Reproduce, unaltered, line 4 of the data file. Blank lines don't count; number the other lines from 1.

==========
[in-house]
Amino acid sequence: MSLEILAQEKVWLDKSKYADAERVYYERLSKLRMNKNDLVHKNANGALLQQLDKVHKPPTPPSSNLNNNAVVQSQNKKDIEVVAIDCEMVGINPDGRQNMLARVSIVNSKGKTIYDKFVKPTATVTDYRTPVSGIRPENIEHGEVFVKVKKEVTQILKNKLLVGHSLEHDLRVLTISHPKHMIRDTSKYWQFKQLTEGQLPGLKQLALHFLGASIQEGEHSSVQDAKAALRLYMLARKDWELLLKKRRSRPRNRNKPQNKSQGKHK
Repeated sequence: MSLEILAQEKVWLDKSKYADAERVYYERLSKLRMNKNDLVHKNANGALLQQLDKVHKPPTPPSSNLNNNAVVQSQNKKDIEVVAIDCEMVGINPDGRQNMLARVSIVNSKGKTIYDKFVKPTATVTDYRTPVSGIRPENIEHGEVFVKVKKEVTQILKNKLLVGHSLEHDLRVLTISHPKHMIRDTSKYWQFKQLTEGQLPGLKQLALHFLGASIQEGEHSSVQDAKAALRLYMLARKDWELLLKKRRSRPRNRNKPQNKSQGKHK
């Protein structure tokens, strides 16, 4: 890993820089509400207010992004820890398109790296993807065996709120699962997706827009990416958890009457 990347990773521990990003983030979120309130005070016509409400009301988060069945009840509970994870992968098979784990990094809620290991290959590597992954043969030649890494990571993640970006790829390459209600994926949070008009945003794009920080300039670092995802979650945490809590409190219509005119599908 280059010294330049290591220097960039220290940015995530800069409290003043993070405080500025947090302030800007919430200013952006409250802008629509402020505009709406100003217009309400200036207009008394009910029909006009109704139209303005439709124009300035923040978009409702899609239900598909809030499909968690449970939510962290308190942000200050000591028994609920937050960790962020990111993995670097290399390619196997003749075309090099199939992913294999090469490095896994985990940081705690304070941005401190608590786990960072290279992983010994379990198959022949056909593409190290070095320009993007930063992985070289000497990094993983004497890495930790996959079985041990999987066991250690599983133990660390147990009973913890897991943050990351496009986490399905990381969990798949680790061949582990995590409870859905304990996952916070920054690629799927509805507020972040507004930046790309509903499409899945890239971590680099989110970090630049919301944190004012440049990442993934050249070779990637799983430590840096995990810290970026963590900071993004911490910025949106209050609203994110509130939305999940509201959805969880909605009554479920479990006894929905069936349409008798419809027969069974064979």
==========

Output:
């Protein structure tokens, strides 16, 4: 890993820089509400207010992004820890398109790296993807065996709120699962997706827009990416958890009457 990347990773521990990003983030979120309130005070016509409400009301988060069945009840509970994870992968098979784990990094809620290991290959590597992954043969030649890494990571993640970006790829390459209600994926949070008009945003794009920080300039670092995802979650945490809590409190219509005119599908 280059010294330049290591220097960039220290940015995530800069409290003043993070405080500025947090302030800007919430200013952006409250802008629509402020505009709406100003217009309400200036207009008394009910029909006009109704139209303005439709124009300035923040978009409702899609239900598909809030499909968690449970939510962290308190942000200050000591028994609920937050960790962020990111993995670097290399390619196997003749075309090099199939992913294999090469490095896994985990940081705690304070941005401190608590786990960072290279992983010994379990198959022949056909593409190290070095320009993007930063992985070289000497990094993983004497890495930790996959079985041990999987066991250690599983133990660390147990009973913890897991943050990351496009986490399905990381969990798949680790061949582990995590409870859905304990996952916070920054690629799927509805507020972040507004930046790309509903499409899945890239971590680099989110970090630049919301944190004012440049990442993934050249070779990637799983430590840096995990810290970026963590900071993004911490910025949106209050609203994110509130939305999940509201959805969880909605009554479920479990006894929905069936349409008798419809027969069974064979």